My life on Mars: engineering student experiences life on the red planet

2 October 2012 | Source: Physics World

As NASA’s Curiosity rover scours the surface of Mars and beams pictures of the stark and desolate landscape back to Earth, we’ve begun to paint a picture of what living on the red planet might actually be like.

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In this month’s Physics World, Ashley Dale, a PhD student at the University of Bristol, brings this image to life by giving his account of the two weeks he spent living in the Utah desert as part of a simulated Mars mission.

Comparing his surroundings to a “Monet landscape”, Dale recalls expeditions across the “paprika-coloured” desert on an all-terrain quad bike and living out of a Habitat Module – a two-floored, silo-shaped capsule small enough to fit on top of the main rocket booster of a launch vehicle.

Accompanying Dale on his mission were a journalist, a geologist, an astrobiologist, an aerospace engineer and an industrial designer. They all lived out of the same Habitat Module, which included six compact bedrooms (each little more than 1 m by 3 m), a communal area, kitchen, toilet, shower, computer stations and a number of labs for the crew to work in.   

Each year, around 10 of these six-person crews spend two weeks at the Mars Desert Research Station, which is operated by the Mars Society as part of a research project looking into such topics as the design features of habitat modules, psychological tests of crew members, assessment of crew-selection procedures and even tests to determine the best kinds of food for Mars explorers.

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In the article, Dale recalls a close encounter with a “Martian” (which turned out to be a desert mouse), being flung off his quad bike into a ditch, conversations about science policy around the dinner table, and watching sci-fi films to relax at night.

Of course, each of the crew members had specific tasks to complete during the mission. Dale was involved in a project to assess the functionality of a small, remote-controlled rover carrying a wireless video camera, which was used as a scout to explore hard-to-reach places.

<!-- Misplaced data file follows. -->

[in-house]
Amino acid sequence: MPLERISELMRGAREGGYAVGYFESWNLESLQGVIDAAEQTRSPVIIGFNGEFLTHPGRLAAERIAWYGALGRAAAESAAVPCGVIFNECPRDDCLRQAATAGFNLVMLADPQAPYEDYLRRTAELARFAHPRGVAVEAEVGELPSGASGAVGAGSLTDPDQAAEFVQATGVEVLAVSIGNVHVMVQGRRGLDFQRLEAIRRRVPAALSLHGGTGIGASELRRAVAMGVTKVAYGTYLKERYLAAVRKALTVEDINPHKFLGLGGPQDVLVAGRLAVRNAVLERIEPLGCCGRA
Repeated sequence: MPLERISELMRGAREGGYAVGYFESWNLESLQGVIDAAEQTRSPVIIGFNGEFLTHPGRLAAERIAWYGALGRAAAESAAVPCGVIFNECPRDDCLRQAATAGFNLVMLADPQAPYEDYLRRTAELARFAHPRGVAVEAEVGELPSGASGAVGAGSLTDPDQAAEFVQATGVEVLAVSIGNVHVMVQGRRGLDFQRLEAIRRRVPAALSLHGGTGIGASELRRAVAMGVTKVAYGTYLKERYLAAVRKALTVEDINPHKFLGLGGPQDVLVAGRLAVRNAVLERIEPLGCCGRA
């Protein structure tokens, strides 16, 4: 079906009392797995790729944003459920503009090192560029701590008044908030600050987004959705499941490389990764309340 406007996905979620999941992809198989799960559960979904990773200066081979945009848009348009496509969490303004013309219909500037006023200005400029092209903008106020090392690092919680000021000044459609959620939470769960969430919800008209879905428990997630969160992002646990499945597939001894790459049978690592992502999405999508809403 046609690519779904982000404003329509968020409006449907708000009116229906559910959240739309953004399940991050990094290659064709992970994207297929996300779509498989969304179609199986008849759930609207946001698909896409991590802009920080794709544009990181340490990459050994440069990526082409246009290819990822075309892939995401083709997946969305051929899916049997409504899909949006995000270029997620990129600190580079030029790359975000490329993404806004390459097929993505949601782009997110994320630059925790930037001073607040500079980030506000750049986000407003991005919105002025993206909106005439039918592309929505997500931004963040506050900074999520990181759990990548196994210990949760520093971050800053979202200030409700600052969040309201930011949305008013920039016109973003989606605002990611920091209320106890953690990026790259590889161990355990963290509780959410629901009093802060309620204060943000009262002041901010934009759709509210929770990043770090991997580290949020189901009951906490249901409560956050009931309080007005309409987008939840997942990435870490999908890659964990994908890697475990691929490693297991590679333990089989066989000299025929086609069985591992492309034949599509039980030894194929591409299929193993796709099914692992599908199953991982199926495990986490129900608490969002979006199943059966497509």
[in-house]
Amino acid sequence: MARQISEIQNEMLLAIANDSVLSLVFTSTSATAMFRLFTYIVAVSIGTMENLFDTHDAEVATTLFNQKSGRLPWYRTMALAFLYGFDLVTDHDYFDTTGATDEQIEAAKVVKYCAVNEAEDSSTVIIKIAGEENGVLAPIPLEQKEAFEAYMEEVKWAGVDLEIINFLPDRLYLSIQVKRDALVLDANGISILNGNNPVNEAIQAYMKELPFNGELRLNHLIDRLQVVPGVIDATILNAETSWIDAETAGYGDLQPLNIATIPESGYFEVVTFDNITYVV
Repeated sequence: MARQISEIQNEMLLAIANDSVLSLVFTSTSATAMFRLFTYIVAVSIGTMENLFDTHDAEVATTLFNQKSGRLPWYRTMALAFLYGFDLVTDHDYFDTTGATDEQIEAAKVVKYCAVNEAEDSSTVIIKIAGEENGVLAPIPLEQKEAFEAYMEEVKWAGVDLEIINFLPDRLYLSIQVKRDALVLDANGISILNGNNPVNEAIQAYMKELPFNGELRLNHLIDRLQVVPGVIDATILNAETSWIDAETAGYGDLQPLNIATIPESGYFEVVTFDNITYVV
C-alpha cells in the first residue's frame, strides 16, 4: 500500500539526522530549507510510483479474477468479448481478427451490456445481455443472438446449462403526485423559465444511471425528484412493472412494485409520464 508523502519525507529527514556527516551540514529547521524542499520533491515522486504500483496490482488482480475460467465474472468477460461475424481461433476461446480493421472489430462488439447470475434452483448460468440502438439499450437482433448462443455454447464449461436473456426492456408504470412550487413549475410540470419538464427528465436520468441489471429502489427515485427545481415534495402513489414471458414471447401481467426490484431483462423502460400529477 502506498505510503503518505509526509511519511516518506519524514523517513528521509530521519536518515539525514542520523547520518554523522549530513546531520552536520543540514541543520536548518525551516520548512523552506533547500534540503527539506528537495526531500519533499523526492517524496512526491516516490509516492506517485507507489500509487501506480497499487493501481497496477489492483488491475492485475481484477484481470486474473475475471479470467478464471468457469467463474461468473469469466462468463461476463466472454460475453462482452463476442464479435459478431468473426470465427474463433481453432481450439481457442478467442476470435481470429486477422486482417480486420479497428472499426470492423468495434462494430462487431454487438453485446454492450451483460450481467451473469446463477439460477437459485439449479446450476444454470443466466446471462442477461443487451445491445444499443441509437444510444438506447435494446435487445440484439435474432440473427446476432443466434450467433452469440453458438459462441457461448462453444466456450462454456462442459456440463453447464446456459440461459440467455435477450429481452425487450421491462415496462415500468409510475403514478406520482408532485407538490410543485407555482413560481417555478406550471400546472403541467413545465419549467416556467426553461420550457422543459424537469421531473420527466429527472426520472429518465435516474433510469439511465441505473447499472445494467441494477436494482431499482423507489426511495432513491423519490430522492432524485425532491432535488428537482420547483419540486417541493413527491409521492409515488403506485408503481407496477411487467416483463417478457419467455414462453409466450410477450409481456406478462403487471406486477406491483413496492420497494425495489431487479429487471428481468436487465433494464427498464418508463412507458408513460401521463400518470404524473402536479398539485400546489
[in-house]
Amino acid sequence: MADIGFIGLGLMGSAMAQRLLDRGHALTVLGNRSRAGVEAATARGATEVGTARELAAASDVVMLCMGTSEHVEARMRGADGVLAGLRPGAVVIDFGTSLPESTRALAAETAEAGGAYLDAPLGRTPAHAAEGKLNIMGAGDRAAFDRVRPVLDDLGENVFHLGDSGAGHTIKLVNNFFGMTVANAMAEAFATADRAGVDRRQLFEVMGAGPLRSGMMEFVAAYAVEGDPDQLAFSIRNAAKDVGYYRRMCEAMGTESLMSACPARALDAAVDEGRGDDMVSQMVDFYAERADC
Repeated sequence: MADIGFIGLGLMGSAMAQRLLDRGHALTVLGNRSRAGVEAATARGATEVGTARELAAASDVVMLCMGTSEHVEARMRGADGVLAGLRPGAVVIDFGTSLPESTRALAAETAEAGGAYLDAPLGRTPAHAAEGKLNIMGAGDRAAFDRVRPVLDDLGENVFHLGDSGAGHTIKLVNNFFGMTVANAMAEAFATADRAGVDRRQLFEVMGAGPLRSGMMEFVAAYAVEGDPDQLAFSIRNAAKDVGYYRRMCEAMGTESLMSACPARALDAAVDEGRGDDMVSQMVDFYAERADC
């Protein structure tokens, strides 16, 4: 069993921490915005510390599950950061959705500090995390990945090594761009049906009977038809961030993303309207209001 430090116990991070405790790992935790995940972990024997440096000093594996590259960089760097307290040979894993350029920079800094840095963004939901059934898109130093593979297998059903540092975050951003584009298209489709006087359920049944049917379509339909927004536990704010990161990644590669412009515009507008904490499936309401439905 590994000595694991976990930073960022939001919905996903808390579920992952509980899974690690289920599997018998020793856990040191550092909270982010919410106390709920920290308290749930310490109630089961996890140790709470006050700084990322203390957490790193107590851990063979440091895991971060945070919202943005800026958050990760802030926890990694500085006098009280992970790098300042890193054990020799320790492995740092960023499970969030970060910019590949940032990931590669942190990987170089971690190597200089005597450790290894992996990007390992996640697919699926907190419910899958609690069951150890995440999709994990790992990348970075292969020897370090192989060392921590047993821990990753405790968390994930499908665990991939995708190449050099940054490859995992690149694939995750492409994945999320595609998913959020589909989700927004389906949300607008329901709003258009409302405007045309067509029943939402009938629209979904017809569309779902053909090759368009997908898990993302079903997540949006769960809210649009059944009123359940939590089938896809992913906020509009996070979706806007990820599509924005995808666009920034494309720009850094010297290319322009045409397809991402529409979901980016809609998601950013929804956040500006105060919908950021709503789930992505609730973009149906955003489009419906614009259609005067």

Other members of the crew studied how space suits limited their ability to perform tasks such as collecting samples and isolating organisms – something that would be very important on a real Mars mission. Every evening, each member of the crew completed surveys about the food and their psychological states.

On the first evening, the station’s engineering co-ordinator, John Barainca, exited the Habitat Module after giving the crew a full tour. Dale recalls the exact words Barainca said as he turned and stood there in the –12°C moonlight.

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Dale writes: “’You know, guys,’ he said, reflectively, ‘we all have one thing in common: we’re all nuts.’ And with that, he sealed the exterior airlock door behind him. Our two-week simulation had begun.”

Also in this issue:

  • Cornering the Higgs boson – Michael Riordan continues his story of the search for the much sought-after particle from the closure of the Large Electron–Positron collider at CERN in 2000 to its final discovery at the Geneva lab earlier this year
  • Britain and the bomb – On the 60th anniversary of Britain’s first nuclear test, Richard Corfield explores how Operation Hurricane – the British effort to develop the atomic bomb in the 1940s and 1950s – compares with states such as Iran that today wish to have such devices
  • Gender balance – Felicity Mellor examines the portrayal of female physicists on TV and fears that a "boys-and-their-toys" version of physics may have "taken over completely"

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